Even if you really do have an infected system, it doesn’t mean that anyone who rings out of the blue knows as much about you and your PC as they want you to think.
Here’s a slightly different approach to PC ‘support’ scamming, flagged by an anonymous reader of one of my blogs on the CLSID gambit the scammers often make use of to con you into thinking they really know something about your PC, and can therefore (for a fee) help you with a system problem that they claim you have – some sort of malware problem, mostly.
On this occasion, the scammer claimed to be from Microsoft (yeah, right…) and told the intended victim that his IP address was linked with a DOS attack – I presume we’re talking about Denial of Service here, not the revenge of the C> prompt! – on one of their servers, involving the sending of hundreds of error messages every time he started his system. The rest of the conversation went along predictable lines, with the scammer claiming (falsely) that the CLSID entry previously described is a unique identifier that proves that the scammer is telling the truth, and asking for remote access (using AMMYY on this occasion) so that he could ‘fix’ the system. Though I particularly liked the bit where the scammer claimed that Symantec/Norton AV is useless at catching viruses and only Microsoft is up to the job. 😉
Well we know this sometimes seems like a surveillance society with police Trojans lurking on every hard drive, Microsoft operating systems and applications reporting on everything you do, five of the major Western governments listening in to your conversations via the ECHELON signals intelligence collection/analysis network, and elderly security bloggers lining up to capture photographic evidence. 😀
Anyone can ring up out of the blue claiming to represent Microsoft.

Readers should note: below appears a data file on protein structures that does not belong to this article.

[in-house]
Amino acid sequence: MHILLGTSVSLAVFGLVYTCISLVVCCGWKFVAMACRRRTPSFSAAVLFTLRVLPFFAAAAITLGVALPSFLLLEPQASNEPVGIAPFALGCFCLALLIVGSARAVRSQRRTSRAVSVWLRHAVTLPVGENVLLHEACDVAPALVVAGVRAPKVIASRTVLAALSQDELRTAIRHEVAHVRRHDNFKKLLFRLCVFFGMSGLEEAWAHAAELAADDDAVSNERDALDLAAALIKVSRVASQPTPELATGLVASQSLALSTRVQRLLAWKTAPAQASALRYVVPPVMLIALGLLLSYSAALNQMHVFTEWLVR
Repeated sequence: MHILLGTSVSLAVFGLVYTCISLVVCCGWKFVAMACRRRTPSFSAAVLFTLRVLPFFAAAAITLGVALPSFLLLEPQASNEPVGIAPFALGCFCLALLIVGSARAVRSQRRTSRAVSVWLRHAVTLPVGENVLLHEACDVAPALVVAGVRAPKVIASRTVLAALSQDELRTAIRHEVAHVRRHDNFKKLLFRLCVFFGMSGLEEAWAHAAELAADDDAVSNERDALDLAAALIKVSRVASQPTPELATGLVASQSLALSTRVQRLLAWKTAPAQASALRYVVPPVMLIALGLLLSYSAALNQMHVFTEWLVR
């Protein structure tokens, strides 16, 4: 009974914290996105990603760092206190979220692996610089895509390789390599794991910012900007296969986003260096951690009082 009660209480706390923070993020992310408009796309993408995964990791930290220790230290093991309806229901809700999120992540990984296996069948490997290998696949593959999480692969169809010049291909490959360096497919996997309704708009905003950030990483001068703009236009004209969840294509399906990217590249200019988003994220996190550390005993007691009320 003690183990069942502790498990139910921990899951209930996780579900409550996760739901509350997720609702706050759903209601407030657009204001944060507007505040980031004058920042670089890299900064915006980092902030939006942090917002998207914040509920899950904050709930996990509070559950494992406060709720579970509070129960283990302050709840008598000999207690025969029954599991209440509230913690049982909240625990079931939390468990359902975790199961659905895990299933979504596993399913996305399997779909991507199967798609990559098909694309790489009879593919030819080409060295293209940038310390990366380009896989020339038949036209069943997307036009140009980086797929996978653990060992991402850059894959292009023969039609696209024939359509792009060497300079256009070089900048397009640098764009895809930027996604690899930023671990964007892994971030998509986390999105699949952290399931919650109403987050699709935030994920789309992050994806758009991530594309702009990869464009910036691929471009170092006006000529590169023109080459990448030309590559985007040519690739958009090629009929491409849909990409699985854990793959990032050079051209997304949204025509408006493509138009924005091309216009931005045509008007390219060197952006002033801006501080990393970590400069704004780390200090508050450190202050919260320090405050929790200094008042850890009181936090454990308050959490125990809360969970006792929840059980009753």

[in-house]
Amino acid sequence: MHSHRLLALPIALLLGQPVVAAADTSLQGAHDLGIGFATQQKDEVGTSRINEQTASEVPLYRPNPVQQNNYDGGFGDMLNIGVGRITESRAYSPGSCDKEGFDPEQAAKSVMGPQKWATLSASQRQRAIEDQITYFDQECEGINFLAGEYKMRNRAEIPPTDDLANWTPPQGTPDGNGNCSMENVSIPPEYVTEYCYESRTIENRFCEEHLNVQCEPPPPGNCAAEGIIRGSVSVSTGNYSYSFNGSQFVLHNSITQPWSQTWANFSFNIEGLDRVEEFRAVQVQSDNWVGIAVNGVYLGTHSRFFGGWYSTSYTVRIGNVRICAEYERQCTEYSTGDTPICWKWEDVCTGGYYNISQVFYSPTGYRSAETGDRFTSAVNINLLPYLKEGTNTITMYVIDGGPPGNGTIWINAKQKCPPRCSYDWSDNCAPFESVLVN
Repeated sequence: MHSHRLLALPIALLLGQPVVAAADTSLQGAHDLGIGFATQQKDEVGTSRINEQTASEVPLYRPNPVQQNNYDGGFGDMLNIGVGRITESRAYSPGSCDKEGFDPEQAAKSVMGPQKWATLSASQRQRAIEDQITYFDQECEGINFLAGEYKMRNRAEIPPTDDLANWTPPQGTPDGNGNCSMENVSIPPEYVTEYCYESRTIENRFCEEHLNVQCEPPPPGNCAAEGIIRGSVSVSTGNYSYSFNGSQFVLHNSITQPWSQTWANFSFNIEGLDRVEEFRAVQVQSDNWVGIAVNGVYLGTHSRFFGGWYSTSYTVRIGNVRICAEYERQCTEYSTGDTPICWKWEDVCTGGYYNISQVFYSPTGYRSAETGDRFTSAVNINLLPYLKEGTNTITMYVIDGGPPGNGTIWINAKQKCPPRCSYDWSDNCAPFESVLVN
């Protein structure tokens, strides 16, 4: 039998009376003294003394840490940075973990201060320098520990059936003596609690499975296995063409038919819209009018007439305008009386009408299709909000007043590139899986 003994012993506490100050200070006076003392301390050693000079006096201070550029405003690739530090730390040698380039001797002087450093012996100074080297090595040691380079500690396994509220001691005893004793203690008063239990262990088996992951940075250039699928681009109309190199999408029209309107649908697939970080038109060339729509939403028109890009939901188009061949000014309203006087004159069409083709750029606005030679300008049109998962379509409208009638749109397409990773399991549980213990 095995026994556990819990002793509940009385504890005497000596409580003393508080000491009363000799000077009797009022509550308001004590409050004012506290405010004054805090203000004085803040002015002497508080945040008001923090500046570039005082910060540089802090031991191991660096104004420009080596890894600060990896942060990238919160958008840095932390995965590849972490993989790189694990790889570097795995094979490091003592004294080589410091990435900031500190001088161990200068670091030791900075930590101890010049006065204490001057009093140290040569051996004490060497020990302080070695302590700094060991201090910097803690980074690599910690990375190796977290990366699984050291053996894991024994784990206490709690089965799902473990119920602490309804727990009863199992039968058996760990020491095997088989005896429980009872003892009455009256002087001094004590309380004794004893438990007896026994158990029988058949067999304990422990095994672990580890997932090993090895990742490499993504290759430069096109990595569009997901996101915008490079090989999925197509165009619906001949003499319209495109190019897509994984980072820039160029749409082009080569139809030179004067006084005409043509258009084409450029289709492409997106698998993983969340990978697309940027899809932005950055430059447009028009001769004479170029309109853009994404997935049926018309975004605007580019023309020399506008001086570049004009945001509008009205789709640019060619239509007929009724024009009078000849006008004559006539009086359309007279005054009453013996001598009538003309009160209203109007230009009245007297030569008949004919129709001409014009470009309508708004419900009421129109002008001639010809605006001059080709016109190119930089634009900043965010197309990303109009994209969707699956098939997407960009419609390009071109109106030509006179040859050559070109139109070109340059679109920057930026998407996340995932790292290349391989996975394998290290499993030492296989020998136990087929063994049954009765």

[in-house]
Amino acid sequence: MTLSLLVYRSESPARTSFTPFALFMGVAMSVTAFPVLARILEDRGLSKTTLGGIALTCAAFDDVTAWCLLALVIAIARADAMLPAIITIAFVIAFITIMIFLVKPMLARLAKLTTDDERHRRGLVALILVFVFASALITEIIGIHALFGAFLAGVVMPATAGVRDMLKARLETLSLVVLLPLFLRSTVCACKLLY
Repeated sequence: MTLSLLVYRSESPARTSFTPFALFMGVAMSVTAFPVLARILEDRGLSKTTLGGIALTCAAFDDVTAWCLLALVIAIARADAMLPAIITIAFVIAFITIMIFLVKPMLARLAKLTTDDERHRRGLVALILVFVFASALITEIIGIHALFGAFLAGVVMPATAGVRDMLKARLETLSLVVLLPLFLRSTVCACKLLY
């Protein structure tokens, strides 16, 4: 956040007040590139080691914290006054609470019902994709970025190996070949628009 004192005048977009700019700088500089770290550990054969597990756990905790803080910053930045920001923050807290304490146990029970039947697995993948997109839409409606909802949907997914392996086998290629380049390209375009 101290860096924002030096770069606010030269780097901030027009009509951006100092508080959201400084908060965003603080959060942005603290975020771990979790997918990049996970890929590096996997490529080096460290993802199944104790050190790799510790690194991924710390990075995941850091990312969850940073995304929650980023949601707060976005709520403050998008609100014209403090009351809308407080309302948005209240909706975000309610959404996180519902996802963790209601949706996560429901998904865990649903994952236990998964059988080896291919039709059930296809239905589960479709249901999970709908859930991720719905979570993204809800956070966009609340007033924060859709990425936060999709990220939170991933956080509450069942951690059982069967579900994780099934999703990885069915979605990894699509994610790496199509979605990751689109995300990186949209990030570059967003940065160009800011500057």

Anyone can look up your name and address in a telephone directory. Even if you’re ex-directory, that doesn’t stop your details having been added to a list. In Europe, there is data protection legislation that restricts the use a company can legitimately make of those details, but that certainly doesn’t mean that contact lists are never sold on and recirculated. That’s a whole different thing to having enough information to match your IP address and your telephone number. Your internet provider may be able to provide that information under exceptional circumstances, but they don’t make it available to all and sundry. (Or even Microsoft.)
What a support scammer almost certainly won’t be able to do is give you information that isn’t easily and publicly available about you or your system, which version (if any) of Windows you use – though he’ll probably assume it’s XP, in my experience – which ISP you use and so on. However, if you’re unlucky enough to come across a first-contact coldcaller who actually knows something about technology and social engineering, he’ll probably try to trick you into giving him enough information to enable him to sound convincing, or put you through to ‘second-line support’ person who knows enough to break away off-script. The trick is to let him tell you what he ‘knows’ about you without giving him any of the cues that a wannabe mentalist may use to convince you that he really knows something about you that he couldn’t get from the phonebook.
Our sceptical informant also seems to have got plenty of amusement from yanking the scammer’s chain and wasting his time. I don’t necessarily advise readers to follow his example unless you know exactly what you’re doing, though (in which case you won’t need my permission or encouragement). And of course, I can’t guarantee that you won’t receive a scam call that uses another approach I haven’t come across before. However, one of my previous articles on the topic should give you a useful grasp of ways in which support scammers commonly give themselves away: How to recognize a PC support scam.
Remember: even if your machine is infected with real spyware or something similarly unpleasant, the people most likely to know much about who and where you are are the people behind the malware. And they’re not likely to ring you up: they have more direct ways of profiting from your misfortune.
David Harley CITP FBCS CISSP
ESET Senior Research Fellow